Past modeling studies of idealized tropical cyclones have shown that the diurnal cycle of solar radiation affects the distribution of rainband convection. Zhou et al. (2016) found that solar radiation impacts rainband convection by modulating the strength of cold pools. Tang et al. (2017) found that solar heating at upper levels is important for stabilizing the moat region of Hurricane Edouard (2014) simulations, which causes convection outside of the eyewall to develop at larger radii. The location of the primary rainbands was critical for the accurate simulation of a secondary eyewall formation in Hurricane Edouard. Trabing and Bell (2021) found that shortwave heating in the upper levels of rainband convection is responsible for weakening the diabatic heating profiles of convective clouds during the day and can modify the timing of secondary eyewall formation. Kossin and DeMaria (2016) showed that large intensity forecast errors can sometimes be attributed to the lack of accurate secondary eyewall prediction. However, it has also been noted that a cycle of convection on diurnal time scales in simulated tropical cyclones might not require shortwave radiation. Li and Wang (2012) showed a 22–26-h cycle of inner-core rainbands associated with the boundary layer recovery timing of convective downdrafts and consumption of convective available potential energy (CAPE). Observations of the diurnal cycle of convective rainbands associated with tropical cyclones are lacking, but are needed to verify the analyses of idealized numerical model studies.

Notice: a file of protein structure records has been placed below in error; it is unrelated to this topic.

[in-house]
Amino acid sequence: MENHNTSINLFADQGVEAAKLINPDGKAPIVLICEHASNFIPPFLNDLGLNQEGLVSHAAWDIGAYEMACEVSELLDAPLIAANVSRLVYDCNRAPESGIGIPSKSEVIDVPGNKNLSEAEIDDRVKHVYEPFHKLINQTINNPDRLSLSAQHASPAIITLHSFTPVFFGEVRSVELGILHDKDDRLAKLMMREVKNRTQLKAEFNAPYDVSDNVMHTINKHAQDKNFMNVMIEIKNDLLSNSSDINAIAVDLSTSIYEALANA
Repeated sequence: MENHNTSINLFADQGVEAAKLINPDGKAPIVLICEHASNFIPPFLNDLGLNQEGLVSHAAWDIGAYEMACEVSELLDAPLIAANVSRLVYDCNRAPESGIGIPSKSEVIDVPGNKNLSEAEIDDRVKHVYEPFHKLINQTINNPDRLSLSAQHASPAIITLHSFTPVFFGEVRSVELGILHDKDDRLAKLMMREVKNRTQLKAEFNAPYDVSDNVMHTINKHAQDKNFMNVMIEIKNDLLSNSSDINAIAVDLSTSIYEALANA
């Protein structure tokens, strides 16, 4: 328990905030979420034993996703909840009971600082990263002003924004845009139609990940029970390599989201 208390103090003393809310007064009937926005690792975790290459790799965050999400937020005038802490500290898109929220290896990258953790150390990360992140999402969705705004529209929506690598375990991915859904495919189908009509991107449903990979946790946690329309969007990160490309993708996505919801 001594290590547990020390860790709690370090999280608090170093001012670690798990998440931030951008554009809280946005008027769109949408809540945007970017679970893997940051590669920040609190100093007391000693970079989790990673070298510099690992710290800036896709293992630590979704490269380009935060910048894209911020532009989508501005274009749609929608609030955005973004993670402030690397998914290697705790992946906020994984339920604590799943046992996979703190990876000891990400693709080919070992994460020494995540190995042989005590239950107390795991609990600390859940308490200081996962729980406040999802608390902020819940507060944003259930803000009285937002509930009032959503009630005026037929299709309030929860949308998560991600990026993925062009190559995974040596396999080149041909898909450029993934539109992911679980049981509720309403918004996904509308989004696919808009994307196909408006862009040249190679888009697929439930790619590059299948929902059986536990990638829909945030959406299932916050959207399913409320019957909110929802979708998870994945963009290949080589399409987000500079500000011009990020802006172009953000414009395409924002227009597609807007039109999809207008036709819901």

It is well established that the diurnal cycle of precipitation over the ocean in the tropics reaches a peak in the early morning hours (e.g., Gray and Jacobson 1977; Steranka et al. 1977; Bowman and Fowler 2015). The convection in the inner core of TCs has consistently been shown to be stronger in the overnight hours preceding the peak in rainfall (Leppert and Cecil 2016; Navarro and Hakim 2016). Inner-core deep convection in the overnight hours is also related to higher frequency of occurrences and higher rates of intensification for global TCs (Wu et al. 2020). Some studies have suggested that the cirrus canopy is formed when deep inner-core convection penetrates the stable outflow layer and spreads radially, meaning that the cirrus canopy formation and fluctuations in thickness/altitude should therefore lag the diurnal cycle of convection (Merritt and Wexler 1967; Duran and Molinari 2016; Houze 2010). Studies have shown that the areal extent of the cirrus canopy is minimized in the early morning and maximized in the afternoon, which supports the lagged response from the diurnal cycle of inner-core convection (Muramatsu 1983; Steranka et al. 1977; Wu and Ruan 2016). Although cirrus clouds above TCs are thought to be generated by the strong inner-core convection and advected outward, it is unclear how much rainband convection contributes to the volume of ice in the cirrus canopy. Deep convection in the outer core and in the TC rainbands have been shown to have a secondary peak in rainfall in afternoon (Leppert and Cecil 2016), which could potentially contribute to the expansion of the cirrus canopy in the afternoon. The diurnal oscillations in the areal extent and temperature of the cirrus canopy over tropical cyclones is important to consider due to the effect on the Dvorak pattern-recognition technique for objectively estimating intensity (Muramatsu 1983; Dunion et al. 2014).